Cheerio to the Chilterns
Marsworth to Linslade, 9.5 miles, 12 locks
Maybe it was because all the windows were closed up that it seemed as if the winds were finally dropping overnight. At daybreak the wildly swinging main tree branches had reduced their movements to merely a dance in the upper foliage. By normal standards today would have seemed a windy day, but after yesterday this was a day possible for cruising, as opposed to one when cruising would have been insane. From our mooring position yesterday one particular tree trunk, wildly bending and twisting could be seen. Not far along this morning a fallen tree all but blocked the towpath.
At one of the Seabrook Locks a British Waterways worker bemoaned having to work on the cut yesterday. He and his workmate were conveying the structural engineer on inspection on a work barge only 6” deep in the water and powered by an 8 horse power outboard engine. “Some experience!” he called it. There was a useful exchange of waterways news, some known, some not. A fish rescue is being planned (at the cost of about £100,000) from a reservoir which feeds the Oxford Canal so that it can then be pumped dry to feed the canal… The water stocks on the Southern Grand Union will be critical within three or four weeks. We shall be watching the Midlands water situation closely: restrictions at Hillmorton (3 locks near Rugby) and at Atherstone (11 locks in Warwickshire) mean there may be some juggling of our start and stop times to avoid being held up for large sections of a day…
So it was farewell to the Chilterns today, a landscape favourite for Boatwif. You cannot help but gaze across at this vast green lung area, those steep slopes, the chalk paths apparent in some places and the superb hilltops for kite-flying, for demonstrating model aircraft and for glider flying. The canal loses about a hundred feet in height between Marsworth and Leighton Buzzard, the locks coming pretty frequently so crew work their passage in these parts. (It was more than two hours after the morning’s departure that the breakfast washing up was done!) The lock gates are always heavy and the paddle gear often seems very stiff. From wide open views across hill and grassland we dropped down to the old sandpits that surround Leighton Buzzard.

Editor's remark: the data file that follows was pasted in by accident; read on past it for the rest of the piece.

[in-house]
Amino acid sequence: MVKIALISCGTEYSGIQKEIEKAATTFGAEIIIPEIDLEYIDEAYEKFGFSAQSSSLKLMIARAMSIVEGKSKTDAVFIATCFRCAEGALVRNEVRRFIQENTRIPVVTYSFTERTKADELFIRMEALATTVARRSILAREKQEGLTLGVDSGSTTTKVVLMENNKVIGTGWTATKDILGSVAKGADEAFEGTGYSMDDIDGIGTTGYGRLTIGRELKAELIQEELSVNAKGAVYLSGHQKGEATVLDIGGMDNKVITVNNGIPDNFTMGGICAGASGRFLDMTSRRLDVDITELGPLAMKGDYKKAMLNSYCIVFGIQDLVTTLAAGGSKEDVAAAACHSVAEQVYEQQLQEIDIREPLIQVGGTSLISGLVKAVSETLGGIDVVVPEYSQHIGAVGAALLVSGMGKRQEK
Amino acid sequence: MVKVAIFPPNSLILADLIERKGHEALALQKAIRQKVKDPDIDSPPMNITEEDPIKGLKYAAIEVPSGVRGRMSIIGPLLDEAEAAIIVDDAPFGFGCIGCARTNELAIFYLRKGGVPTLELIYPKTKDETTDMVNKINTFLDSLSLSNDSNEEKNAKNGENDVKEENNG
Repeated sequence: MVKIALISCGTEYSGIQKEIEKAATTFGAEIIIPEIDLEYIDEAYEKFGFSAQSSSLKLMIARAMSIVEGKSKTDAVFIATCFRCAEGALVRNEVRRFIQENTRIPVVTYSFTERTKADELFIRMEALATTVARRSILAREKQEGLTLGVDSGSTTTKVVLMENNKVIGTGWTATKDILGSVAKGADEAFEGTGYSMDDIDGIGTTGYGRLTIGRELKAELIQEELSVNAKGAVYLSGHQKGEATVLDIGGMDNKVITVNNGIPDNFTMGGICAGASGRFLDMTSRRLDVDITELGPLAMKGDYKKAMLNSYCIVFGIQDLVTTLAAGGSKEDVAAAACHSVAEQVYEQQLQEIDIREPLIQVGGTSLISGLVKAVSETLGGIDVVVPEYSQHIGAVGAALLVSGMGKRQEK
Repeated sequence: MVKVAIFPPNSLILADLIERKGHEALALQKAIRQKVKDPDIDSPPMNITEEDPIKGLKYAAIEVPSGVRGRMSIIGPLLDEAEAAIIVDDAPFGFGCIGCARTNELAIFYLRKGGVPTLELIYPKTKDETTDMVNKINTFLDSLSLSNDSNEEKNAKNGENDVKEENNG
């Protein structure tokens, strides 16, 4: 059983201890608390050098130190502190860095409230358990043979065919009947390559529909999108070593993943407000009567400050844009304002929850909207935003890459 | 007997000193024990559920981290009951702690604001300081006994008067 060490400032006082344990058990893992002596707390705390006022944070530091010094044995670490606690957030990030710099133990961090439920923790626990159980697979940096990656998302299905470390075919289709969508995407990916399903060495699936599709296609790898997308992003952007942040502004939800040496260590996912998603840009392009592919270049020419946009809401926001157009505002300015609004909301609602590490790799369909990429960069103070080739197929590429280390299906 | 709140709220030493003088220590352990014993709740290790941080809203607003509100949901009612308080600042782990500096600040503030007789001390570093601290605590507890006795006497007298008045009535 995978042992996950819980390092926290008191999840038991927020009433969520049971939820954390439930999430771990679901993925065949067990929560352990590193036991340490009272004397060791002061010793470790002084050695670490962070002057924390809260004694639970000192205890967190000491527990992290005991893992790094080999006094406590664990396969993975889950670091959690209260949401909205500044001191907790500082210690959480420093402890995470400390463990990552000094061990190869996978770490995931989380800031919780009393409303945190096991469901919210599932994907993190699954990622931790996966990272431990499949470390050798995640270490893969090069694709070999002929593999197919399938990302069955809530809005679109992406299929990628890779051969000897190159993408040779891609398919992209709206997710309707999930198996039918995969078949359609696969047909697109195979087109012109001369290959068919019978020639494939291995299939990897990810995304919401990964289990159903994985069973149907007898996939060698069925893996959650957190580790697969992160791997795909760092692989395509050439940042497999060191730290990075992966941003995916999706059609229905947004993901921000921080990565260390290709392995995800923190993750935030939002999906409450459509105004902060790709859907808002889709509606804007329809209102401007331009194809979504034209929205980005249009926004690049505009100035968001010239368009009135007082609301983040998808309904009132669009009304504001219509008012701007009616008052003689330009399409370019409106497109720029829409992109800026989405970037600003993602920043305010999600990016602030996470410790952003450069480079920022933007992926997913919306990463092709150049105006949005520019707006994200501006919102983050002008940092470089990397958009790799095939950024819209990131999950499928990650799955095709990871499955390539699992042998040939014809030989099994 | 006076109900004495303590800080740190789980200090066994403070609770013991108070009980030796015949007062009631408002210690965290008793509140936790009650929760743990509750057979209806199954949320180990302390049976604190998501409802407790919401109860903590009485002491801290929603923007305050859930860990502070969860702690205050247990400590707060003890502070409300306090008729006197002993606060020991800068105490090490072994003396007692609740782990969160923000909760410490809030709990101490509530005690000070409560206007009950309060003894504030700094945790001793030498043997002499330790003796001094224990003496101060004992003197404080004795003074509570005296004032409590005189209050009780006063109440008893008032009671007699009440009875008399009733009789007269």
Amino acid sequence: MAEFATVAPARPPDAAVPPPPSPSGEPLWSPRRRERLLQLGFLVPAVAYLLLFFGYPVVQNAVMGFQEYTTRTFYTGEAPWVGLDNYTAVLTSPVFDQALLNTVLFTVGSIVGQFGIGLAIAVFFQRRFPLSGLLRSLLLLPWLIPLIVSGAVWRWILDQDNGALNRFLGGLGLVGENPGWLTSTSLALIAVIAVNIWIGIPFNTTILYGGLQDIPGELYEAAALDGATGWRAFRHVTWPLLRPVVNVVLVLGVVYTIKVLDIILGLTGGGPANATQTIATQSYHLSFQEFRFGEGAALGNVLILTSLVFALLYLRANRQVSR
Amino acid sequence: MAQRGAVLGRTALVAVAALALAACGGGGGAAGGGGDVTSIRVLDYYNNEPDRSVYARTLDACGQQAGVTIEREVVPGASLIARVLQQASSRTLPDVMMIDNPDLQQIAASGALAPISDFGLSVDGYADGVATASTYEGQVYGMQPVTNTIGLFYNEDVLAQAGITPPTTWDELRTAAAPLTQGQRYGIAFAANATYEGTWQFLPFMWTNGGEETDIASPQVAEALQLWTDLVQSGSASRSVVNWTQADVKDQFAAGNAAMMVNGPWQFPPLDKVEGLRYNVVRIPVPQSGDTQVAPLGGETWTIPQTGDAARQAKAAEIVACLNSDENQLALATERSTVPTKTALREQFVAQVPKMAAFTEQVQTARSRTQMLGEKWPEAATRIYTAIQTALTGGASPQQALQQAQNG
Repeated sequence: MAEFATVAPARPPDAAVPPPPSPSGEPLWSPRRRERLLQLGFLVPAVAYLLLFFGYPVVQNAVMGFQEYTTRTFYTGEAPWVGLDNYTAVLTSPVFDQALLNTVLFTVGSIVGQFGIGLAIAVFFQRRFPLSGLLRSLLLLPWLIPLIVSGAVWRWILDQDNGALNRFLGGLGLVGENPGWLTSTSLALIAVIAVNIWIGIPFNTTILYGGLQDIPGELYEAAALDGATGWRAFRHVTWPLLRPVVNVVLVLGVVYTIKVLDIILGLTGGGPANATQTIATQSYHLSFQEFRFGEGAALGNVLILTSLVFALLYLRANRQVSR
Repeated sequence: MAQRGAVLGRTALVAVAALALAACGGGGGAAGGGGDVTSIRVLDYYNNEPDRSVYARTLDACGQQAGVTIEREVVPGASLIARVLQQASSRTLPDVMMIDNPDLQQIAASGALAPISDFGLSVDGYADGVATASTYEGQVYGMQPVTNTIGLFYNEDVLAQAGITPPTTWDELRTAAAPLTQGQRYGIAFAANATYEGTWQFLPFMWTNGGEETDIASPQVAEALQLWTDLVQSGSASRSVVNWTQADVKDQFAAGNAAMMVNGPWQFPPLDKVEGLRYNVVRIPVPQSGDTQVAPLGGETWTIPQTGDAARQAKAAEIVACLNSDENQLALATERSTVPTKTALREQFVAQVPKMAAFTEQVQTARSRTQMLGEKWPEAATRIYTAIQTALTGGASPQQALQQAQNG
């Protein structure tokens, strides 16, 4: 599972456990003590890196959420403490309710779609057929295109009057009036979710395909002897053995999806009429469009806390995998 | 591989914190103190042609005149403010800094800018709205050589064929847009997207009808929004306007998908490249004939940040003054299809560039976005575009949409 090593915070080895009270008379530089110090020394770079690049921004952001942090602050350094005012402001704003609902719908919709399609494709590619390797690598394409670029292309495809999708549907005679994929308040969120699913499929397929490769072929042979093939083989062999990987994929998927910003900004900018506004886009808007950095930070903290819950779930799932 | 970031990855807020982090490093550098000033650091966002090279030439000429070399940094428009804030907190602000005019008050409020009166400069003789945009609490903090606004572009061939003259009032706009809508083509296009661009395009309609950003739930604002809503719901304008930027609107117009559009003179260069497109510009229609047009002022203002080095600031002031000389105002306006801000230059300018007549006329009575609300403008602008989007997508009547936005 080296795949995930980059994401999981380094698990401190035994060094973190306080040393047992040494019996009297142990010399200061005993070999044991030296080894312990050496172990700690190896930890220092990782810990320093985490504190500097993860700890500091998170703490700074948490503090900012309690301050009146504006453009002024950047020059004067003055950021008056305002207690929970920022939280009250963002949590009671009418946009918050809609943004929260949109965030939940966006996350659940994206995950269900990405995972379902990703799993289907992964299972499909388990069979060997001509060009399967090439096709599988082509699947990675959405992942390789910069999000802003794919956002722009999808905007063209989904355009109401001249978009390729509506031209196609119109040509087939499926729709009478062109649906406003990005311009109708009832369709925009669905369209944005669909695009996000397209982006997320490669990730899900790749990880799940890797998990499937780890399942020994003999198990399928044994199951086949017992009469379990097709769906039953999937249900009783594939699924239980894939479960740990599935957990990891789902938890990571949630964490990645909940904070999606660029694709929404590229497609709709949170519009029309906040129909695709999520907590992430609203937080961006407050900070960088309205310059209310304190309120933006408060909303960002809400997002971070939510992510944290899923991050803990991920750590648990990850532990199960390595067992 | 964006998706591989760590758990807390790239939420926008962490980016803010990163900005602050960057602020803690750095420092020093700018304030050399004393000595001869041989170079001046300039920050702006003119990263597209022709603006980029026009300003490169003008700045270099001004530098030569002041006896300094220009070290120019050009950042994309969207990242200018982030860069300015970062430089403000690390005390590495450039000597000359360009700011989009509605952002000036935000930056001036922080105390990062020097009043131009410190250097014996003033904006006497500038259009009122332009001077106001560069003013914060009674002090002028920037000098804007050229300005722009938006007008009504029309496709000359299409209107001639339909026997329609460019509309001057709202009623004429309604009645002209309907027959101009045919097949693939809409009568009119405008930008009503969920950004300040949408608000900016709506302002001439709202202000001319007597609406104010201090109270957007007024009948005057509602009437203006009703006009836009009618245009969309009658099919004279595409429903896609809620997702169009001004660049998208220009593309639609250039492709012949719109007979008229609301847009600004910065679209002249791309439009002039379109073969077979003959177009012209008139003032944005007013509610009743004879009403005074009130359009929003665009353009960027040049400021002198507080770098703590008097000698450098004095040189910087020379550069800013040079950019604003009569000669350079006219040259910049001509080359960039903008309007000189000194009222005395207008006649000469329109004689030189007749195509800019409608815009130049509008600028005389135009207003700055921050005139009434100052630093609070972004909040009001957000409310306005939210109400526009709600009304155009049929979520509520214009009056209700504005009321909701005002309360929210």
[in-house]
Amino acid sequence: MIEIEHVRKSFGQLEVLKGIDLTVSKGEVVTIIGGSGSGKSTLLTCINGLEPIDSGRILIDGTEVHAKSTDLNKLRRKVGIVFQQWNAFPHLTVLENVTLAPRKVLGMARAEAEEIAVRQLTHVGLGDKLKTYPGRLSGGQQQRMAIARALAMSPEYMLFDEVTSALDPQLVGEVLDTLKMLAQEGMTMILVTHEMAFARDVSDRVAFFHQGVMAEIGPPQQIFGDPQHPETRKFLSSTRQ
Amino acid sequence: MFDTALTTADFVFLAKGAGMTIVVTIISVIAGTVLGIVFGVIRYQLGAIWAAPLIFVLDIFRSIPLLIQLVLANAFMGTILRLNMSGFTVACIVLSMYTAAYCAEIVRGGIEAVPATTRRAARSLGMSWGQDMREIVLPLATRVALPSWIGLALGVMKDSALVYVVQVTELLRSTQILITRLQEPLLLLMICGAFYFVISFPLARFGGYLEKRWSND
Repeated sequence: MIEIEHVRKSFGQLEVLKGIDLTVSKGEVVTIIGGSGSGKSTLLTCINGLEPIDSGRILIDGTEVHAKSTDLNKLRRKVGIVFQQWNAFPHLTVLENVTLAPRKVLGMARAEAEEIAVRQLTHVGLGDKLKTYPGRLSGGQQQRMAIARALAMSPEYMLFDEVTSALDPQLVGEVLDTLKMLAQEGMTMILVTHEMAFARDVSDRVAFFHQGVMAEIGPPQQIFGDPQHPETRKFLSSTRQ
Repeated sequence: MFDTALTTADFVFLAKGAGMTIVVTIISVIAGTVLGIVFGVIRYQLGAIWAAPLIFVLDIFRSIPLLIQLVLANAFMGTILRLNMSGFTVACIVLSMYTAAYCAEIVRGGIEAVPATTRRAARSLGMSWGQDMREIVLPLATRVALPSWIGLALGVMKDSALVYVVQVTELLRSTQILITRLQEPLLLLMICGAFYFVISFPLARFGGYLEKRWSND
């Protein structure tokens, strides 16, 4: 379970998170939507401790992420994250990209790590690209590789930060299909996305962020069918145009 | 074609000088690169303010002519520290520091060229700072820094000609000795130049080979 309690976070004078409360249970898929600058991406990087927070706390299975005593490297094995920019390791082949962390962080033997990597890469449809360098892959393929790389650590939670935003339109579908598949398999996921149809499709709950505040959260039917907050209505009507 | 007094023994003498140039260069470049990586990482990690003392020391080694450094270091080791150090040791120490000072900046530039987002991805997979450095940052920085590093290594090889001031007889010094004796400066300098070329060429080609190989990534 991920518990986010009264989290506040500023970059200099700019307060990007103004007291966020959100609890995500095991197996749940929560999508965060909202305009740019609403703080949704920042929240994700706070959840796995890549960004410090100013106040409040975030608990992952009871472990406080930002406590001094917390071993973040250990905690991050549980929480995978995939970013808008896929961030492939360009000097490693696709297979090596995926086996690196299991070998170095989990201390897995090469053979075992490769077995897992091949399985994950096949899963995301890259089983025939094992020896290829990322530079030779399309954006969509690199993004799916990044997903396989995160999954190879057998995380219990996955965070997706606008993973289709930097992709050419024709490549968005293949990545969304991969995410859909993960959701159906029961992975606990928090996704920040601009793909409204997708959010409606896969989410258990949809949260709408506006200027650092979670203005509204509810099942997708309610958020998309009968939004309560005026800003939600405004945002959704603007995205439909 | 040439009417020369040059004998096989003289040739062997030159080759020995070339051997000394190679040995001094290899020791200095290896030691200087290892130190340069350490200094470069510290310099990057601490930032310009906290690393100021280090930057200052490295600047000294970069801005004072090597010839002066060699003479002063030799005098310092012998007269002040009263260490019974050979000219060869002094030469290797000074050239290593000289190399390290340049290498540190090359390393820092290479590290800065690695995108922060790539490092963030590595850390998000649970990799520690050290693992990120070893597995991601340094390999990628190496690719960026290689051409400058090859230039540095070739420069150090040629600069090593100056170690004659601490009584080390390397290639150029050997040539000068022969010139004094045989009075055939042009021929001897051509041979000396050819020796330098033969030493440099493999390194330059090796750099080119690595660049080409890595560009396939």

Below are a few unrelated observations from today:
Top frustration: following the boater cruising single-handed whose air-cooled engine (an engine apparently designed for a dumper truck) overheated at any speed above 1mph…
Top surprise: a naked boat! At a small boatyard below Grove Lock (outside Leighton Buzzard) a boat had been completely sandblasted back to its bare metal.
Top shock: the boat rage of a less than sober skipper of a wooden Broads boat who refused to reduce the volume of his music-blaring radio which was perched on the top of the boat’s cabin.
Top contrast: the newly built brick apartments on the edge of Leighton Buzzard, very different from the small white lock cottages at Slapton and several other locks.
Top laugh: a youth on a passing boat was volunteered to help Boatwif push back a very heavy swing bridge. From a narrow boat roof he did an impressive and very stylish leap onto the towpath, from where he gazed across at the slice of water between him and the bridge, “Eer, wrong side,” he observed. Determined that the press-ganged helper should be gallant the helmsman expended much black smoke and effort to deliver the youth onto the bridge so that he could lend his muscle to the task!